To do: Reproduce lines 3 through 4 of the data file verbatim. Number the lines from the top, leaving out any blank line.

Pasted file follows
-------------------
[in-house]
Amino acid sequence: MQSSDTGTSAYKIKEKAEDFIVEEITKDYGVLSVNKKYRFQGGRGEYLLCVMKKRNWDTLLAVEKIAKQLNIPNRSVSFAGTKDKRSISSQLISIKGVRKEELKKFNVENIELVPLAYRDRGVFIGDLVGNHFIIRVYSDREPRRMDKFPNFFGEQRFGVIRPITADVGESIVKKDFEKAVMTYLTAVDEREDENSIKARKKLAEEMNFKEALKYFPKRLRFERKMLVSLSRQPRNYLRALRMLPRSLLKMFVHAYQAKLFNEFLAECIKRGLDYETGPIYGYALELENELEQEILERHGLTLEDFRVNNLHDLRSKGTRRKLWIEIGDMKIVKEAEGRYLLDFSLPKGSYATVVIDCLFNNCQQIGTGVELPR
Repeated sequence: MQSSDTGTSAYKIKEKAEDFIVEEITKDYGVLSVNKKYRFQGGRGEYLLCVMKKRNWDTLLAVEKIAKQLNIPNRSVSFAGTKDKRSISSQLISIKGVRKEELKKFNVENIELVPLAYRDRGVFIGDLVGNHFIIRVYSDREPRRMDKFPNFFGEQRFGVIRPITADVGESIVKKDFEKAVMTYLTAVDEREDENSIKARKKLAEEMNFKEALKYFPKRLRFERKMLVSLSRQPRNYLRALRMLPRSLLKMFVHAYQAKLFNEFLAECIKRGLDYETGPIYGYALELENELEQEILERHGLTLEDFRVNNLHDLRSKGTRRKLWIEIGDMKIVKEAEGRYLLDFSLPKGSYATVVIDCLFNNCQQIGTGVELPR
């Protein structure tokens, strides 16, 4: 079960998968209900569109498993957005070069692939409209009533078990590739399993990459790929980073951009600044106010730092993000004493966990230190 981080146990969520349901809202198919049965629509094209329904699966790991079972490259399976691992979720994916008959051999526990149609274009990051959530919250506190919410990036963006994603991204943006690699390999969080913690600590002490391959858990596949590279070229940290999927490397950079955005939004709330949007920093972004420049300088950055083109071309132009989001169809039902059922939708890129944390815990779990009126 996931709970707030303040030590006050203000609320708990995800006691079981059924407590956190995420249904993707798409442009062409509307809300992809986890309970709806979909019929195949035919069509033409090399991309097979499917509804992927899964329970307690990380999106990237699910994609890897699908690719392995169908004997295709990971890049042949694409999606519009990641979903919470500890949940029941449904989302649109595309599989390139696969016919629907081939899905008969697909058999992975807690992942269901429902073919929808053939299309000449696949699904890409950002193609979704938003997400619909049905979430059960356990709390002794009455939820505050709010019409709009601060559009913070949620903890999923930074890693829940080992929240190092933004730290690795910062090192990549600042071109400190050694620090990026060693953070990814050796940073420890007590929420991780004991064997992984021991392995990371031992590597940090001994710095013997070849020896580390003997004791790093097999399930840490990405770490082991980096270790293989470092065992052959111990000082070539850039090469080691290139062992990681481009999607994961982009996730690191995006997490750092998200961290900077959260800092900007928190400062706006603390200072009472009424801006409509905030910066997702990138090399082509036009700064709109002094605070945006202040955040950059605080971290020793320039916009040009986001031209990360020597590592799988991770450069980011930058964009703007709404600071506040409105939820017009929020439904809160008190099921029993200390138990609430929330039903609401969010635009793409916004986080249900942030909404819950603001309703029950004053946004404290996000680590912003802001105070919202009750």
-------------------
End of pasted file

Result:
Repeated sequence: MQSSDTGTSAYKIKEKAEDFIVEEITKDYGVLSVNKKYRFQGGRGEYLLCVMKKRNWDTLLAVEKIAKQLNIPNRSVSFAGTKDKRSISSQLISIKGVRKEELKKFNVENIELVPLAYRDRGVFIGDLVGNHFIIRVYSDREPRRMDKFPNFFGEQRFGVIRPITADVGESIVKKDFEKAVMTYLTAVDEREDENSIKARKKLAEEMNFKEALKYFPKRLRFERKMLVSLSRQPRNYLRALRMLPRSLLKMFVHAYQAKLFNEFLAECIKRGLDYETGPIYGYALELENELEQEILERHGLTLEDFRVNNLHDLRSKGTRRKLWIEIGDMKIVKEAEGRYLLDFSLPKGSYATVVIDCLFNNCQQIGTGVELPR
């Protein structure tokens, strides 16, 4: 079960998968209900569109498993957005070069692939409209009533078990590739399993990459790929980073951009600044106010730092993000004493966990230190 981080146990969520349901809202198919049965629509094209329904699966790991079972490259399976691992979720994916008959051999526990149609274009990051959530919250506190919410990036963006994603991204943006690699390999969080913690600590002490391959858990596949590279070229940290999927490397950079955005939004709330949007920093972004420049300088950055083109071309132009989001169809039902059922939708890129944390815990779990009126 996931709970707030303040030590006050203000609320708990995800006691079981059924407590956190995420249904993707798409442009062409509307809300992809986890309970709806979909019929195949035919069509033409090399991309097979499917509804992927899964329970307690990380999106990237699910994609890897699908690719392995169908004997295709990971890049042949694409999606519009990641979903919470500890949940029941449904989302649109595309599989390139696969016919629907081939899905008969697909058999992975807690992942269901429902073919929808053939299309000449696949699904890409950002193609979704938003997400619909049905979430059960356990709390002794009455939820505050709010019409709009601060559009913070949620903890999923930074890693829940080992929240190092933004730290690795910062090192990549600042071109400190050694620090990026060693953070990814050796940073420890007590929420991780004991064997992984021991392995990371031992590597940090001994710095013997070849020896580390003997004791790093097999399930840490990405770490082991980096270790293989470092065992052959111990000082070539850039090469080691290139062992990681481009999607994961982009996730690191995006997490750092998200961290900077959260800092900007928190400062706006603390200072009472009424801006409509905030910066997702990138090399082509036009700064709109002094605070945006202040955040950059605080971290020793320039916009040009986001031209990360020597590592799988991770450069980011930058964009703007709404600071506040409105939820017009929020439904809160008190099921029993200390138990609430929330039903609401969010635009793409916004986080249900942030909404819950603001309703029950004053946004404290996000680590912003802001105070919202009750």